The Raleigh Chamber Music Guild hosted the Bach Aria Group, one of the longest-running U.S chamber music organizations, at Fletcher Opera Theater. The afternoon featured a unique group that focuses solely on the music of Bach along with a pre-concert program given by talented young musicians.

On this almost-spring afternoon, the lobby of the theater was filled with music from young musicians featured by RCMG. Two movements from Mozart’s Quartet in D, performed by Iris Chu, Kali Bate, Dominick Boyle, and Julia Illana, and coached by Lyda Cruden, were filled with light, airy sounds and excellent ensemble focus. Following this was the Scherzo from Vaughan Williams’ “Phantasy” Quintet. The players – Christine Wei, Malvika Nadkarni, Naveen Iqbal, Molly Merritt, and Hazel Ng, coached by David Wilson – captured the transparent and playful essence of the movement. The third ensemble was a wind quintet from Triangle Youth Philharmonic coached by Mary Boone. Ayla Goktan, Emmi Hodges, Rachel Knierim, Michael Elderkin, and Samuel Sparrow performed Trois Pièces Brèves by Ibert. This group added a wonderfully lighthearted approach to the brightly-colored chamber work.

The Bach Aria Group was founded in 1946 by musicologist and philanthropist William H. Scheide. The ensemble was created to foster an awareness and appreciation for the music of Bach and specifically the cantatas, which were at the time virtually unknown. As given in small chamber music settings, the music is challenging to instrumentalists and vocalists alike. The Bach Aria Group, recognized all over the United States, has always featured top-notch musicians. The current roster includes Beverly Hoch, soprano, David Britton, tenor, Daniel Phillips, violin, Timothy Eddy, cello, Tara Helen O’Connor, flute, and Yehudi Wyner, harpsichord. These six musicians have distinguished careers beyond this ensemble: the singers have performed and recorded widely with numerous major orchestras, the string players are half of the Orion Quartet, the flutist is perhaps best known for her work with Windscape, and the harpsichordist enjoys a parallel career as one of our country’s most admired composers. All have been nominated for many prestigious awards and serve as faculty members at outstanding music programs.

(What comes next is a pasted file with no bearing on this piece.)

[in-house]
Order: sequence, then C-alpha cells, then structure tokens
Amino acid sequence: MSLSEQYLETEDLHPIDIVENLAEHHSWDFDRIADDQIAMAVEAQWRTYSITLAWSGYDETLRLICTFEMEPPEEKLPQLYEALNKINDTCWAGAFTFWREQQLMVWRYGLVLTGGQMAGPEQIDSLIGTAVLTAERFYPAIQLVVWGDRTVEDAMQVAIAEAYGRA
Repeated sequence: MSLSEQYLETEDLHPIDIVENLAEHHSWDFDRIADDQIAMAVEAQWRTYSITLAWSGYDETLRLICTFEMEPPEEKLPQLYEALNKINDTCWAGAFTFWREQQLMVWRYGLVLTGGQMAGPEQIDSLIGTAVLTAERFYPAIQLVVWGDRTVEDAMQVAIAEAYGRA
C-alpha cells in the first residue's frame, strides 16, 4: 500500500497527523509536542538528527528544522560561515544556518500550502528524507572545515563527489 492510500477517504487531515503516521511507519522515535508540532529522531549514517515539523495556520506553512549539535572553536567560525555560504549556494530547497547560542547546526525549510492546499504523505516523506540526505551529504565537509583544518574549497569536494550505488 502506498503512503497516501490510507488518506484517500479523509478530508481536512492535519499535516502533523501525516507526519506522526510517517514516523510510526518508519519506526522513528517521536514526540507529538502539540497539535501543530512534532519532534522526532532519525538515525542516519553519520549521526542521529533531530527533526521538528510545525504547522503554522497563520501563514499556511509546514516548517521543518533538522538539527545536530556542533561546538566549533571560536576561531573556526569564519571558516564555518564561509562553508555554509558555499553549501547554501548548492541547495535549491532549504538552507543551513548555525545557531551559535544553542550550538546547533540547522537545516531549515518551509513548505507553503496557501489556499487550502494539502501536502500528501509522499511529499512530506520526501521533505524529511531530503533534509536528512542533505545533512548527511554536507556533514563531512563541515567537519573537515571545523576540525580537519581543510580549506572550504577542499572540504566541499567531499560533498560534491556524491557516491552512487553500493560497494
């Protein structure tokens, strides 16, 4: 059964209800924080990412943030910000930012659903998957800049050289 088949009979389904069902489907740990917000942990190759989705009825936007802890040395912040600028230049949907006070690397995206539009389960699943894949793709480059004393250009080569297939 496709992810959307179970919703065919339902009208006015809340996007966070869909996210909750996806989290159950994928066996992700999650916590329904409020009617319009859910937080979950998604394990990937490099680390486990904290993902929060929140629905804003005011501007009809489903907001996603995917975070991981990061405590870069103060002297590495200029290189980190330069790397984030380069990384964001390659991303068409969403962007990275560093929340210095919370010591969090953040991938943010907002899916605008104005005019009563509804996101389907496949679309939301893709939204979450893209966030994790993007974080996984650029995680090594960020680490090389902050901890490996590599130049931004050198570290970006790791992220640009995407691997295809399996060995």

Bach wrote more than 200 cantatas, turning them out for a time on a weekly basis, for the church; these are known as sacred cantatas. His other cantatas are known as secular; these were written for anniversaries and entertainment for the nobility and society. Bach’s cantatas were written for various musical forces but were typically composed for vocal soloists, a four-part choir, and instrumental accompaniment. For this program the Bach Aria Group selected arias for soprano and tenor plus two duets, variously utilizing violin, flute, or cello, with continuo provided by cello and harpsichord. These musicians play modern instruments so the sounds they project are richer and fuller than is the norm for Bach today when original instruments are used.

With two exceptions, the 13 cantata excerpts that were on the program are considered sacred works. Among the highlights were the opening work, from Cantata 84 – “Ich esse mit Freuden,” for soprano, flute, violin, and continuo; this was beautifully projected by Hoch’s soprano voice and an echoing accompaniment. “Ermuntre dich: dein Heiland” (“Be lively now: thy Savior knocks”), sung by Britton, featured the tenor’s warm voice and excellent diction with the light and airy accompaniment of flute and continuo. Finishing the first half of the program was the Trio Sonata from The Musical Offering, S.1079, featuring the instrumentalists of the group. The Musical Offering is one of the finest and most challenging pieces of chamber music from the Baroque era, and these musicians played each diverse character flawlessly.

“Bete aber auch dabei,” from Cantata 115, a beautiful, somber aria for soprano, flute, cello, and continuo, was performed with such passion and grace as to mirror a prayer of forgiveness. (Many of these cantatas offer praise to God, celebrate various occasions, or are professions of love.)

Arias from two secular cantatas were presented – “Phöebus eilt” was heard in the first half, and an aria for soprano, flute, and continuo from the lighthearted Coffee Cantata that delighted listeners in the second part. In this selection, Bach states, “Ah! How sweet coffee tastes! Lovelier than a thousand kisses…; and if anyone wants to court me, Ah! Just give me some coffee!” These works were lovely additions to the program.

The wonderfully talented Bach Aria Group’s knowledge of Bach and his music is superb, and the artists’ love for the performance of this music was consistently apparent. The ensemble work was consistently outstanding, with plenty of superior singing and some of the most refined instrumental work heard in these parts for a long, long time.